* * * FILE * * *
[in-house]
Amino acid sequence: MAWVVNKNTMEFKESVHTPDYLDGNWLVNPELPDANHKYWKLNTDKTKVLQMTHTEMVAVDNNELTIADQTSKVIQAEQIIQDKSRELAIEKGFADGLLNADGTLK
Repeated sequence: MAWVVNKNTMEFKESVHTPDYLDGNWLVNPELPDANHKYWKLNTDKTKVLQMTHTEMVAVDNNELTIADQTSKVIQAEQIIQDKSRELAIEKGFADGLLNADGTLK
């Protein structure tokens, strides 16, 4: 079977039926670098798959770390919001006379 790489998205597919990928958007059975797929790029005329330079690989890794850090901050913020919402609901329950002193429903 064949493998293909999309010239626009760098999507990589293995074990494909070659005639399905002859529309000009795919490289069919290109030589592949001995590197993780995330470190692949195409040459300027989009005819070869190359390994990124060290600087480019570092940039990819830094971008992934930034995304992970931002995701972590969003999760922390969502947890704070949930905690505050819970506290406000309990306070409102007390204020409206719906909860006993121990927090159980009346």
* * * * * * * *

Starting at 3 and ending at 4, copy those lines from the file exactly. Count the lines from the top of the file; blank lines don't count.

Repeated sequence: MAWVVNKNTMEFKESVHTPDYLDGNWLVNPELPDANHKYWKLNTDKTKVLQMTHTEMVAVDNNELTIADQTSKVIQAEQIIQDKSRELAIEKGFADGLLNADGTLK
């Protein structure tokens, strides 16, 4: 079977039926670098798959770390919001006379 790489998205597919990928958007059975797929790029005329330079690989890794850090901050913020919402609901329950002193429903 064949493998293909999309010239626009760098999507990589293995074990494909070659005639399905002859529309000009795919490289069919290109030589592949001995590197993780995330470190692949195409040459300027989009005819070869190359390994990124060290600087480019570092940039990819830094971008992934930034995304992970931002995701972590969003999760922390969502947890704070949930905690505050819970506290406000309990306070409102007390204020409206719906909860006993121990927090159980009346």